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Linear Circuit Analysis:

Charge and Current

Work, Power, Voltage, and

Resistance

Kirchoff's Laws

Y Delta, Node, and Loop

Circuits with Operational

Amplifiers

Network Theorems

Analysis of Diode Circuits

Capacitance and Inductance

First-Order Transient Circuits

AC Steady State Analysis

Steady State Power

The Power Factor

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Introduction

adv.92g

circuits.92g

delta2yt.92g

Linear Circuit Analysis:

The Power Factor

For the network shown, determine the real and reactive power losses in the line and the real and reactive power required at the input of the transmission line. How much power would be saved if the power factor was increased to .90. The frequency of the system is 60 Hertz.

Irwin. page 483 drill 10.12

The complex power is defined to be

S = Vrms I*rms

Where I*rms is the complex conjugate of Irms. The real part of S is referred to as real or average power and the imaginary part of S is called the reactive or quadrature power. Therefore S can also be expressed as:

S = P + jQ

Given in terms of the power used and the power factor, the complex power for the load can be written as:

Finally the power factor is defined to be the ratio of the average power to the apparent power:

The power factor also refers to the phase of the current with respect to the voltage. All of these formulas are shown as being stored in the Text Editor. The last line has a command line next to it for evaluating on the Home Screen. Also, a function was written for finding S in terms of the power and the power factor.

Since we know the power consumed by the load and the power factor we can use the SLoad(power,pf) function to find the complex power of the load. For easier access this function has been placed in the custom toolbar with the complex functions.

With the custom menu in place call the SLoad function by pressing [F3] [4]. Enter the parameters as shown from the figure of the network.

Press [F3] [ENTER] ENTER] to view the complex power as a magnitude and an angle.

Since we now know the power and the voltage across the load, if we rearrange the formula S = V I* to solve for I, we get:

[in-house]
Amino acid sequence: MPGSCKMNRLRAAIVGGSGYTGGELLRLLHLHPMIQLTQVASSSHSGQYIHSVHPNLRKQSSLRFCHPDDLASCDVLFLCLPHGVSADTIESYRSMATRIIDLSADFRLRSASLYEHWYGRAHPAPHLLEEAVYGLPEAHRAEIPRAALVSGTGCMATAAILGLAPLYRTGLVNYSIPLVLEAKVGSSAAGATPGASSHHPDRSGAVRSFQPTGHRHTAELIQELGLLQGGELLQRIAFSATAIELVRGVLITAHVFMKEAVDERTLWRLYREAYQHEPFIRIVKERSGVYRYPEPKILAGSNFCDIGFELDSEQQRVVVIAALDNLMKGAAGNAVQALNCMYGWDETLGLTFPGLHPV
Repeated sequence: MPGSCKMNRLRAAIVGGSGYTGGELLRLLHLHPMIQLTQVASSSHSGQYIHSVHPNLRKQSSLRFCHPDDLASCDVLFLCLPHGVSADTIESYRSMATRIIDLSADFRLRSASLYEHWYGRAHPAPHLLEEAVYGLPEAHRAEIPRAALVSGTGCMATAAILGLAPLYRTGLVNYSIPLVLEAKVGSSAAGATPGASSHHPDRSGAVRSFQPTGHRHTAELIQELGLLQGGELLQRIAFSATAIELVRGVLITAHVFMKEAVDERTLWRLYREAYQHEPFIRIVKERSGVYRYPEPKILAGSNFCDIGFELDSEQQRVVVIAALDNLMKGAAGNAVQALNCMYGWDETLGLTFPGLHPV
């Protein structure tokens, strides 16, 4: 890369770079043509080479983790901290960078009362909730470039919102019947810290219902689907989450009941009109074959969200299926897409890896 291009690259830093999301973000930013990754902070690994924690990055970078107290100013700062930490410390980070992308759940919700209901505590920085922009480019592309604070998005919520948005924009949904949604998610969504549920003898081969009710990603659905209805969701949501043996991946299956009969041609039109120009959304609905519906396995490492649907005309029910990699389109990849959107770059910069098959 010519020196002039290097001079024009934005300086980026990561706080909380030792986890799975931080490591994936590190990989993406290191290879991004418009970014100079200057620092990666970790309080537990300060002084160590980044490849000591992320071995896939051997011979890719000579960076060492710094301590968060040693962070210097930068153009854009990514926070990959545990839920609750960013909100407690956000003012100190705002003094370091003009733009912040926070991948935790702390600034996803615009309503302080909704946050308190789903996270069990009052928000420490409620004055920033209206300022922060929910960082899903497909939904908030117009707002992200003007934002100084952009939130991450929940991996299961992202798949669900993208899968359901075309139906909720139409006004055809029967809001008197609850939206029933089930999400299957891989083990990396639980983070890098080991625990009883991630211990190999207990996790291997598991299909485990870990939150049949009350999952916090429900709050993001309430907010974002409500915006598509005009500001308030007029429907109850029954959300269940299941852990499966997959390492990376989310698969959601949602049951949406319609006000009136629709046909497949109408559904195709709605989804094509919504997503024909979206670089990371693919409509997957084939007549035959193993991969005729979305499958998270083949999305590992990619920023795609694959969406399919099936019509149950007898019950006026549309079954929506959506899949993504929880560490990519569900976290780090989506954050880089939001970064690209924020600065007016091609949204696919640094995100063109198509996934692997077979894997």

Store the value found for the current as the variable named i for later calculations.

Press [F3] [ENTER] ENTER] to view the complex current as a magnitude and an angle.

Recognizing that this is a simple series circuit, we can say that the current through the load is the same as the current through the wires.

Multiply the current times the impedance of the wires to find the voltage dropped by the wires. Store this value to the variable vline for later calculations.

Press [F3] [ENTER] [ENTER] to view the complex voltage as a magnitude and an angle.

By KVL we can find the voltage supplied by the source.

Add the voltage dropped along the wires to the voltage across the load to find the value of the voltage supplied by the source. Store this value to the variable v for later calculations.

Press [F3] [ENTER] ENTER] to view the complex voltage of the source as a magnitude and an angle.

The real part of the complex power of the line is the real or average power and the imaginary part of complex power of the line is the reactive or quadrature power.

The real part of the complex power of the source is the real or average power and the imaginary part of complex power of the source is the reactive or quadrature power.

The power factor of the source was found by using the Execute feature from the text editor.

Following the formula relating the power factor to the power of the load and the rms values for current and voltage, we can solve for the rms value of the current.

Substituting in the value for the power consumed, and the new increased power factor, along with the voltage across the load we find the value for the current for the network with the increased power factor.

Following the formula P = I2R we multiply the current squared times the real part of the impedance of the wire to find the power used by the wire.